Well, well, it has certainly been a while since I wrote anything. That is not to say that I have been lying around lazily, I actually have been quite busy. Among other things, I am helping a friend launch a company for training people in NLP, hypnosis and Mind power. This is a very interesting venture for me, as I have worked mostly as a freelance trainer before, so now making all the “executive decisions” is tricky. One of the biggest ones is which type of NLP course to offer! “What do you mean, what type of course?” I hear you ask. Well, there is a debate raging in the (decidedly small) world of NLP, regarding the length of practitioner courses. Originally, NLP Practitioner courses lasted…
Forever. Well, not really, but the first practitioner was, to the best of my knowledge, about 6 months long, if not more. That is quite some time investment, don’t you think?? Gradually, they reduced the length of the courses to about 21 days, and gradually down to 15 with some pre study material. Then the big bang came: Richard Bandler and John Grinder separated (goes to show that you can learn all you want about communication and rapport, it’s always a personal decision on if it is worth applying the knowledge or not) and Richard Bandler went on to discover Submodalities.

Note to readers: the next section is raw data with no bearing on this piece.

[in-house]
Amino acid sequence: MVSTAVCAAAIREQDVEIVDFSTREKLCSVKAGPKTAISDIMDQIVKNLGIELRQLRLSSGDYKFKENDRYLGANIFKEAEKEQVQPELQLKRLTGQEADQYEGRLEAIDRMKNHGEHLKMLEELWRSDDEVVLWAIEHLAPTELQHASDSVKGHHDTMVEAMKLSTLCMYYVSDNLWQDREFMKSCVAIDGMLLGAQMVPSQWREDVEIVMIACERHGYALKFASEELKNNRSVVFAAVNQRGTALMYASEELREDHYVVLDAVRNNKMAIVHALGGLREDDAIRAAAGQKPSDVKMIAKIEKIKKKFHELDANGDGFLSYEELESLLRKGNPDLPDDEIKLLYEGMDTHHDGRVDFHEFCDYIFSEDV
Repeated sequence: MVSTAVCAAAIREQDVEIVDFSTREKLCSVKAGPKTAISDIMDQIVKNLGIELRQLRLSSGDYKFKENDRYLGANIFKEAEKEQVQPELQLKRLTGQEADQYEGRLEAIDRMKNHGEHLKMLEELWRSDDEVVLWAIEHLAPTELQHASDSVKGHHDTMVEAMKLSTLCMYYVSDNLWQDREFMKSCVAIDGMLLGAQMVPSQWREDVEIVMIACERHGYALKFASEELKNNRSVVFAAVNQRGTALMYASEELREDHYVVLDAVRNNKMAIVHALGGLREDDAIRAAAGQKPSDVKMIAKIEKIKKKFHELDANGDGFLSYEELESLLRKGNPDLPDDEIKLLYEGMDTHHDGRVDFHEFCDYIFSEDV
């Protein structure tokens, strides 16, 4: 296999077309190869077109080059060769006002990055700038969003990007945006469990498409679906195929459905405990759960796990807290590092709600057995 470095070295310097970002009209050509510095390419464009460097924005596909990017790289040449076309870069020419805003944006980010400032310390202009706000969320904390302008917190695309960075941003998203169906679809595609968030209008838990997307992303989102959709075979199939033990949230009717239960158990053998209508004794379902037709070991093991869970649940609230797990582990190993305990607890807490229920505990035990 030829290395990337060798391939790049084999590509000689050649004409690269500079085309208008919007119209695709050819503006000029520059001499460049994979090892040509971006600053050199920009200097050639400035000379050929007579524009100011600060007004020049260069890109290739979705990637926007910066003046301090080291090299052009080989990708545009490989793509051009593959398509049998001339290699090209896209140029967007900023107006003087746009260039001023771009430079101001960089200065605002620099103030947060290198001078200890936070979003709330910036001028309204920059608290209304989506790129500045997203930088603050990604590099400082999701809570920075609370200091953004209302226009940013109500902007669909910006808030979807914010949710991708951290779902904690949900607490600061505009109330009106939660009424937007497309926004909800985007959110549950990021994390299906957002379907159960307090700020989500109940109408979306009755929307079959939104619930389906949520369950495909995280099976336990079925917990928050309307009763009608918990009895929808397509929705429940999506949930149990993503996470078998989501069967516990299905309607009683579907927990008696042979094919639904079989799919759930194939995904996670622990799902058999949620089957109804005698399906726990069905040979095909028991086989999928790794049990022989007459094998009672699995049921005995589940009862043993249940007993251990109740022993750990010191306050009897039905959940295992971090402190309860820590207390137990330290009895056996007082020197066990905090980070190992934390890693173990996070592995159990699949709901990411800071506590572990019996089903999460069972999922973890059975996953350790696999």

Once he had done that, he also separated from the 15 (or so) original trainers, and put on a 7 day course called “The Bandler Effect”, teaching exclusively his material. 7 days, compared to 21….well, guess the market reaction. So, the story goes that Tad James thought: “Damn, 7 days is much better than 21…how about we do the whole thing in 7 days?!” Thus, the 7 day accelerated practitioner was born.
Looking at learning theory, hypnosis, and other topics, the 7 day accelerated practitioner does make sense. It works on the conscious and unconscious level, and is aimed at behavioural integration of the skills. So far, so good….or not?
Well, while the 7 day format is now widely used, there are still schools teaching 15 or even 21 days, and they claim that the 7 day format is too short to really learn anything properly, while the 7 day school of thought claims that 15 days are just too long.
In my experience, I have seen people coming from both of these courses being on par with each other. In my humble opinion, the efficacy of the course depends not on the length, but on the learner. Time really says nothing about the quality of a course, so depending on how you prefer to learn, you should choose the course. Some people like to have in-depth discussions about topics, going down to the nitty gritty, others just want the general outline and get cracking with playing with the ideas. Some people want an exact outline, others prefer a more inductive style of self discovery.
So, in the business, what have we decided. Well, we decided to go with out feeling, and offer both types of courses, long and short, simply because we want to offer something for many different learning styles.
This only leaves one last question: Which course would you do 7 days or 15 days?